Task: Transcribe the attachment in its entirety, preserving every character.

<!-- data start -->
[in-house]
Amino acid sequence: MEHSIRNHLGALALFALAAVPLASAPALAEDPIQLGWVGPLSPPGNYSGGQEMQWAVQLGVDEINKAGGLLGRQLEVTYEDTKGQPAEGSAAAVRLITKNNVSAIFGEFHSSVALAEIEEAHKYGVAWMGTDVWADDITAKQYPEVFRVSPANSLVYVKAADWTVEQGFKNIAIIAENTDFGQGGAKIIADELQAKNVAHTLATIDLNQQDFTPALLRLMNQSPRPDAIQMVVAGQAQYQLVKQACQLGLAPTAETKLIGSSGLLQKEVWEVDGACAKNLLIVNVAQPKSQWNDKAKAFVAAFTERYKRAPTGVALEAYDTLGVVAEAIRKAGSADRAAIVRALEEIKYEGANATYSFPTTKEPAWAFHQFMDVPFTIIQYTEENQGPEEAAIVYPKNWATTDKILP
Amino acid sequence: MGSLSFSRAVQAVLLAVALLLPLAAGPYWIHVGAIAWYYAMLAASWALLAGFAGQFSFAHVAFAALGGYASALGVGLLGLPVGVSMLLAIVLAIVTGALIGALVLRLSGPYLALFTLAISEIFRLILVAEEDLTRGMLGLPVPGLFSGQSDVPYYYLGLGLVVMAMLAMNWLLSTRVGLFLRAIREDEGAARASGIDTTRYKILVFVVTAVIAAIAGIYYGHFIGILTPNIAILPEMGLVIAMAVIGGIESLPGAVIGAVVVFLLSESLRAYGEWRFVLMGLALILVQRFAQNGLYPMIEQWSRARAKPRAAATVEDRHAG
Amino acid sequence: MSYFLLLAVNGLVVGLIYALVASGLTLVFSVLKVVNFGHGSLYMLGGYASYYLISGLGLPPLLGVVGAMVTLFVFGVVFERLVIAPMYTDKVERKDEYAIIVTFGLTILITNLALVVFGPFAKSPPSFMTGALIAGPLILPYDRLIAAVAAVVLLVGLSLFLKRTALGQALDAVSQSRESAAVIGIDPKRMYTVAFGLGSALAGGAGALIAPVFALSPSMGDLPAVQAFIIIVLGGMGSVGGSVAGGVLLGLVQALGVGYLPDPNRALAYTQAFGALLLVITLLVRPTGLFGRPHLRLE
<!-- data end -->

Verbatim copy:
[in-house]
Amino acid sequence: MEHSIRNHLGALALFALAAVPLASAPALAEDPIQLGWVGPLSPPGNYSGGQEMQWAVQLGVDEINKAGGLLGRQLEVTYEDTKGQPAEGSAAAVRLITKNNVSAIFGEFHSSVALAEIEEAHKYGVAWMGTDVWADDITAKQYPEVFRVSPANSLVYVKAADWTVEQGFKNIAIIAENTDFGQGGAKIIADELQAKNVAHTLATIDLNQQDFTPALLRLMNQSPRPDAIQMVVAGQAQYQLVKQACQLGLAPTAETKLIGSSGLLQKEVWEVDGACAKNLLIVNVAQPKSQWNDKAKAFVAAFTERYKRAPTGVALEAYDTLGVVAEAIRKAGSADRAAIVRALEEIKYEGANATYSFPTTKEPAWAFHQFMDVPFTIIQYTEENQGPEEAAIVYPKNWATTDKILP
Amino acid sequence: MGSLSFSRAVQAVLLAVALLLPLAAGPYWIHVGAIAWYYAMLAASWALLAGFAGQFSFAHVAFAALGGYASALGVGLLGLPVGVSMLLAIVLAIVTGALIGALVLRLSGPYLALFTLAISEIFRLILVAEEDLTRGMLGLPVPGLFSGQSDVPYYYLGLGLVVMAMLAMNWLLSTRVGLFLRAIREDEGAARASGIDTTRYKILVFVVTAVIAAIAGIYYGHFIGILTPNIAILPEMGLVIAMAVIGGIESLPGAVIGAVVVFLLSESLRAYGEWRFVLMGLALILVQRFAQNGLYPMIEQWSRARAKPRAAATVEDRHAG
Amino acid sequence: MSYFLLLAVNGLVVGLIYALVASGLTLVFSVLKVVNFGHGSLYMLGGYASYYLISGLGLPPLLGVVGAMVTLFVFGVVFERLVIAPMYTDKVERKDEYAIIVTFGLTILITNLALVVFGPFAKSPPSFMTGALIAGPLILPYDRLIAAVAAVVLLVGLSLFLKRTALGQALDAVSQSRESAAVIGIDPKRMYTVAFGLGSALAGGAGALIAPVFALSPSMGDLPAVQAFIIIVLGGMGSVGGSVAGGVLLGLVQALGVGYLPDPNRALAYTQAFGALLLVITLLVRPTGLFGRPHLRLE